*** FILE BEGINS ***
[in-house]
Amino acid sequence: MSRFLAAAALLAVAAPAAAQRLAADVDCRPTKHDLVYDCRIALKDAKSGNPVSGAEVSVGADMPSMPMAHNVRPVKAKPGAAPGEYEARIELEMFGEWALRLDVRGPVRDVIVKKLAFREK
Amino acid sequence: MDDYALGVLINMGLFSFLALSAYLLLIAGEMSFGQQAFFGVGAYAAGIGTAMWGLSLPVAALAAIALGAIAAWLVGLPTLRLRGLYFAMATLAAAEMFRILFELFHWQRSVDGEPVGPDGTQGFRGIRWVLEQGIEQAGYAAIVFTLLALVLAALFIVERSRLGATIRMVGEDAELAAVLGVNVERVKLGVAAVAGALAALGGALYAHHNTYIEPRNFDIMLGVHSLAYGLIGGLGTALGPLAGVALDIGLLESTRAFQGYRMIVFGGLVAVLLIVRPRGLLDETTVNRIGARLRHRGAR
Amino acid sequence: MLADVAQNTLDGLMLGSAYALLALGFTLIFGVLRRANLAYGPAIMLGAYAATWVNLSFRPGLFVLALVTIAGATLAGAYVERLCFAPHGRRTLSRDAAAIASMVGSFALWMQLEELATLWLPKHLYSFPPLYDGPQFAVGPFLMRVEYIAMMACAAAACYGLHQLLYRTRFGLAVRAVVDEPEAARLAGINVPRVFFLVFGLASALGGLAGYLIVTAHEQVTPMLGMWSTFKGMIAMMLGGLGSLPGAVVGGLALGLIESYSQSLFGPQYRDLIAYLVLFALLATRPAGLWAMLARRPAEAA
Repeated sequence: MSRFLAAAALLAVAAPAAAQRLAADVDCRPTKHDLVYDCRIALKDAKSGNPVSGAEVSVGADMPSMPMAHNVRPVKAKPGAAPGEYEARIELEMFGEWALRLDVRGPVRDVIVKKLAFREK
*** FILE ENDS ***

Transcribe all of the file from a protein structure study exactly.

[in-house]
Amino acid sequence: MSRFLAAAALLAVAAPAAAQRLAADVDCRPTKHDLVYDCRIALKDAKSGNPVSGAEVSVGADMPSMPMAHNVRPVKAKPGAAPGEYEARIELEMFGEWALRLDVRGPVRDVIVKKLAFREK
Amino acid sequence: MDDYALGVLINMGLFSFLALSAYLLLIAGEMSFGQQAFFGVGAYAAGIGTAMWGLSLPVAALAAIALGAIAAWLVGLPTLRLRGLYFAMATLAAAEMFRILFELFHWQRSVDGEPVGPDGTQGFRGIRWVLEQGIEQAGYAAIVFTLLALVLAALFIVERSRLGATIRMVGEDAELAAVLGVNVERVKLGVAAVAGALAALGGALYAHHNTYIEPRNFDIMLGVHSLAYGLIGGLGTALGPLAGVALDIGLLESTRAFQGYRMIVFGGLVAVLLIVRPRGLLDETTVNRIGARLRHRGAR
Amino acid sequence: MLADVAQNTLDGLMLGSAYALLALGFTLIFGVLRRANLAYGPAIMLGAYAATWVNLSFRPGLFVLALVTIAGATLAGAYVERLCFAPHGRRTLSRDAAAIASMVGSFALWMQLEELATLWLPKHLYSFPPLYDGPQFAVGPFLMRVEYIAMMACAAAACYGLHQLLYRTRFGLAVRAVVDEPEAARLAGINVPRVFFLVFGLASALGGLAGYLIVTAHEQVTPMLGMWSTFKGMIAMMLGGLGSLPGAVVGGLALGLIESYSQSLFGPQYRDLIAYLVLFALLATRPAGLWAMLARRPAEAA
Repeated sequence: MSRFLAAAALLAVAAPAAAQRLAADVDCRPTKHDLVYDCRIALKDAKSGNPVSGAEVSVGADMPSMPMAHNVRPVKAKPGAAPGEYEARIELEMFGEWALRLDVRGPVRDVIVKKLAFREK